Vizoo xTEX scanner in action

With 3D Digitization, Material Bank Aims to Provide Designers with Even Simpler Specification

A partnership between sampling platform Material Bank and Vizoo, a Munich, Germany–based leading digitization company, could be the beginning of the end of the material sample slush pile.

It’s a familiar scene in any architecture or interior design office—samples of products and building materials are ordered, evaluated, and then either placed in an already overcrowded materials library or relegated to a massive slush pile around designers’ desks. But what if you could have an exact digital replica of the material that displays its texture, reflectivity, draping qualities, alternative colors—in three dimensions—right on your computer? You could then order the actual sample to be delivered overnight, making sure you only get the samples you want.

The future is now. A partnership between Material Bank, the world’s largest marketplace for sampling and specifying architecture and interiors materials, and Vizoo, a Munich, Germany–based leading technology provider for advanced digitization of materials, could be the beginning of the end of the slush pile—and an important new beginning for offices looking to reduce waste and advance sustainable operations.

“Vizoo’s proprietary scanning technology analyses the surface, and computer algorithms give you a sense of the color, reflectivity, and texture of the surface,” said Scott Riley, vice president of virtualization for Material Bank. “Then qualified designers can order the actual sample, which will be delivered next day from our 400,000 square-foot logistics facility in Memphis, just minutes from FedEx’s world hub.”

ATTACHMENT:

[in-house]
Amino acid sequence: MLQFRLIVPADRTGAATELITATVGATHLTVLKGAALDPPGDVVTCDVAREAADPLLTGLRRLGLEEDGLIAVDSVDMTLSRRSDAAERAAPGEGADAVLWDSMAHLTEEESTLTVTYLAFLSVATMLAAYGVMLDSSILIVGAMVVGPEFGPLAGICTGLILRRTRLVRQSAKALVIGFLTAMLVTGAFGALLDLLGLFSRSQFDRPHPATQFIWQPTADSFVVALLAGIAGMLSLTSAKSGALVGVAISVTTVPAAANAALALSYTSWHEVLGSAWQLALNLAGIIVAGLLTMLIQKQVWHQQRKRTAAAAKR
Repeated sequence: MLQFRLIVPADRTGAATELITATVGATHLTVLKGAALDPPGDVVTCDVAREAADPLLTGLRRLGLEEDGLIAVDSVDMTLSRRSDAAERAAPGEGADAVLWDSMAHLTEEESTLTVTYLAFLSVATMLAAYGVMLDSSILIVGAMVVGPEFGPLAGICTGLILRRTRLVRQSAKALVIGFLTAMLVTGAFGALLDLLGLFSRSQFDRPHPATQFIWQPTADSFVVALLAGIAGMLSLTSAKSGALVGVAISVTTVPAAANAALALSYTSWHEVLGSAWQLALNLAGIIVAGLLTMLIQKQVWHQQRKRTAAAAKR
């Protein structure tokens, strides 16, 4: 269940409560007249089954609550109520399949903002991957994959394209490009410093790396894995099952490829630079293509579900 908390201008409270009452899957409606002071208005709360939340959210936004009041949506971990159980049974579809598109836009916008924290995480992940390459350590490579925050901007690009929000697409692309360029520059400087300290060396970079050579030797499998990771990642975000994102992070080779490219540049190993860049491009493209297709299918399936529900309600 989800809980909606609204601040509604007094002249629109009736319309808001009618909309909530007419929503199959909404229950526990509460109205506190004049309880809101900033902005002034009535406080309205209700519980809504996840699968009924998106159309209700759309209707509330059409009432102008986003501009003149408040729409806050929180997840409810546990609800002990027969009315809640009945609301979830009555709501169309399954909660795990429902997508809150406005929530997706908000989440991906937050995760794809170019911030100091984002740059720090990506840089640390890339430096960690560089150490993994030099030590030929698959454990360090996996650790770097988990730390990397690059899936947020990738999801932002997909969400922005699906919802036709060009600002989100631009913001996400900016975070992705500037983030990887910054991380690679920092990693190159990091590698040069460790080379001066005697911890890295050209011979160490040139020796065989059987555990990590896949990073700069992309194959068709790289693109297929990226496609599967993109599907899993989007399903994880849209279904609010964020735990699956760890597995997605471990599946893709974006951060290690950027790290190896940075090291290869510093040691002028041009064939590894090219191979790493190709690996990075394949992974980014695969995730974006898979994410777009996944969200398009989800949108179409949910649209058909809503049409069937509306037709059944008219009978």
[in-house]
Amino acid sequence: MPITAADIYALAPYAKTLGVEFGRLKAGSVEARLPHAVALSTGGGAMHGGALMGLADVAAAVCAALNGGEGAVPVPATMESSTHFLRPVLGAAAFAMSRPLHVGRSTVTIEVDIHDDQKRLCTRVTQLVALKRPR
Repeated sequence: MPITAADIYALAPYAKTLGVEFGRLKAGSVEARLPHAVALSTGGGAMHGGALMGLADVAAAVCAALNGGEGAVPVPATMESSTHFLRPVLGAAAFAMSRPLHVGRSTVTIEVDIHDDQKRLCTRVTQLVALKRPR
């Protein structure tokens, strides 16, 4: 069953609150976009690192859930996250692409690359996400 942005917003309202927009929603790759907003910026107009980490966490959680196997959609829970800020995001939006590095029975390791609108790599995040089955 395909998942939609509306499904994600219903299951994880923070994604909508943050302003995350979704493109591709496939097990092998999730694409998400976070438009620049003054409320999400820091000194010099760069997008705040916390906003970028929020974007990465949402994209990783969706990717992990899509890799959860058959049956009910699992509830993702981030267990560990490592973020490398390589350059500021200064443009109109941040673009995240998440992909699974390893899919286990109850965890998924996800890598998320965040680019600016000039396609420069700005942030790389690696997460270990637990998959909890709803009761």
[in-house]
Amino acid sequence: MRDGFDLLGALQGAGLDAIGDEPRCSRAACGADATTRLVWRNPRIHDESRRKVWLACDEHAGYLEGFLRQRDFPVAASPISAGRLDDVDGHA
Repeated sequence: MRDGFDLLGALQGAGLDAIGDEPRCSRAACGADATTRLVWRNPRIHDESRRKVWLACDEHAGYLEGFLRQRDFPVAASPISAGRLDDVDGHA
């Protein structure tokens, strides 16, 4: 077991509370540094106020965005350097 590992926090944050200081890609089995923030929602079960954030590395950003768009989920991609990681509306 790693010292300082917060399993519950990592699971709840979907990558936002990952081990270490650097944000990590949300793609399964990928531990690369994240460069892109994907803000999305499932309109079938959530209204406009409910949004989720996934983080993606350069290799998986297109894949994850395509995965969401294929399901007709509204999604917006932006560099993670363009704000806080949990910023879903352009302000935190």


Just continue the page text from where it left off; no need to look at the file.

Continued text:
Renderings of base color, normal, height, and roughness
A texture stack taken from a material scan evaluates multiple physical qualities to create a rendering. COURTESY MATERIALBANK

Using Vizoo’s advanced xTex A4 material scanner, Material Bank is able to produce a “digital twin” of the material and put it in a format that can be pulled into familiar architecture software like Revit and Rhino. Remarkably, designers place an order by midnight Eastern Time, the actual samples will be at their desks the next morning—always free for design professionals and always shipped carbon neutral.

“Design goes through many iterations,” said Martin Semsch, founder and CEO of Vizoo. “It can be a lot of waste and time and money out the window. The sustainability profile of this partnership has two aspects: the designer gets a better idea of material versus a photograph; and there are fewer samples sent and energy is saved.”

Vizoo's xTex Scanner in action
When Vizoo was just a fledgling startup, Semsch, who has a background in computer science, and his colleagues needed a name. “In the name Vizoo “’Viz’ is for visualization, and two of our employees had already worked at Google, so that was the origin of the double ‘o,’ he said. “The idea came to us on a visit to a Munich beer garden.” COURTESY MATERIAL BANK

Vizoo, founded in Munich in 2013, has heretofore worked with the fashion industry to replicate fabrics. “The fashion market is still our largest base, but now this will allow us a better entry into architecture and interior design, and even the automotive industry” Semsch said. “Material Bank has such a huge number of materials that they need to digitize, and we are currently the fastest system on the market,” he added.

The exclusive hardware and software developed by Vizoo to capture material qualities is user-friendly. Made in Germany, the xTex A4 scanner features Nikon lenses and a maximum capture area of 11 by 7.9 inches. Its ease of use will allow Material Bank to further increase its already substantial share of the material sampling market by being the first offer its users both physical and digital samples. “Everything is coming down to how visual things are,” Riley commented. “It’s all about connectivity and visualization in space.”

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